WORK on ancient woodlands is set to be halted until next year say HS2.
Contractors claim they will delay work in Warwickshire until early 2020 on several sites, including South Cubbington Wood.
Protestors are currently camping in ancient woodland in Cubbington in a bid to stop contractors from the high speed line development from removing trees.
A review into the controversial line is currently taking place and is set to be completely by the end of the year.
Secretary of State Grant Shapps said while the Oakervee review was carried out work on ancient woodland would be halted – but campaigners claimed HS2 contractors were in South Cubbington days later planning to dig up some of the historic site.
A HS2 spokesman said: “As highlighted by the Secretary of State, during the Oakervee Review we must strike a sensible balance between keeping the programme on track, and recognising that some works cannot be undone.
“We have assessed 11 ancient woodlands, parts of which were due to be affected by preparations to build Britain’s new high speed railway this autumn, during the period of the Oakervee review.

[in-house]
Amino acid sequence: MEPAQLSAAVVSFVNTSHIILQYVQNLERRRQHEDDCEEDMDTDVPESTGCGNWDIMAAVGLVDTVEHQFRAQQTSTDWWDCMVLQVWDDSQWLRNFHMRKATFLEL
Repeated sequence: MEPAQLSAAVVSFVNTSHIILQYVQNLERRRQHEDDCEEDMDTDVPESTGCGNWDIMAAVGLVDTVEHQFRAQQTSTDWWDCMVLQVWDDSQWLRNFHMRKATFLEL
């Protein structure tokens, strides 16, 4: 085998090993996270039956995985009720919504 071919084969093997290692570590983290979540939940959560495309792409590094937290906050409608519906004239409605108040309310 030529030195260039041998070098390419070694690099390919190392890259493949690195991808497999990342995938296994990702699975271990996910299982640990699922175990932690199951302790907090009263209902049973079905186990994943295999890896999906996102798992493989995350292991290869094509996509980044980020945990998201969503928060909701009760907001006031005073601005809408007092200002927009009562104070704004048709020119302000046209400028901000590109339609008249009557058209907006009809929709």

“Work will now be deferred to autumn or winter 2020 on five of these sites, and to early 2020 on six of the sites, including South Cubbington Wood. We will also take measures to protect wildlife to ensure they are not affected when work begins in early 2020.”
Woodland near Kenilworth including Birches Wood, along with South Cubbington Wood, Crackley Wood and Broadwells Road, near Burton Green, will all have work deferred until early next year.
Roughknowles Wood near Kenilworth will have work delayed until next autumn.
But HS2 say they will continue work to carry out measures to protect wildlife including localised removal of tree branches for protected species works.
The spokesman added: “We will not remove branches from any ancient or veteran trees within an ancient woodland so as not to affect the integrity of the ancient woodlands.
“Other essential preparatory works will continue including low level vegetation clearance, fencing and preparation of site accesses.
“We are continuing some work as scheduled in South Cubbington to establish a compound, prepare the site for future work, install fencing and establish internal roads. This also includes significant ecological mitigation as part of our green corridor programme, including tree planting and the creation of wildlife habitats. Eventually 60,000 trees will be planted in South Cubbington with around a third of those already in the ground.”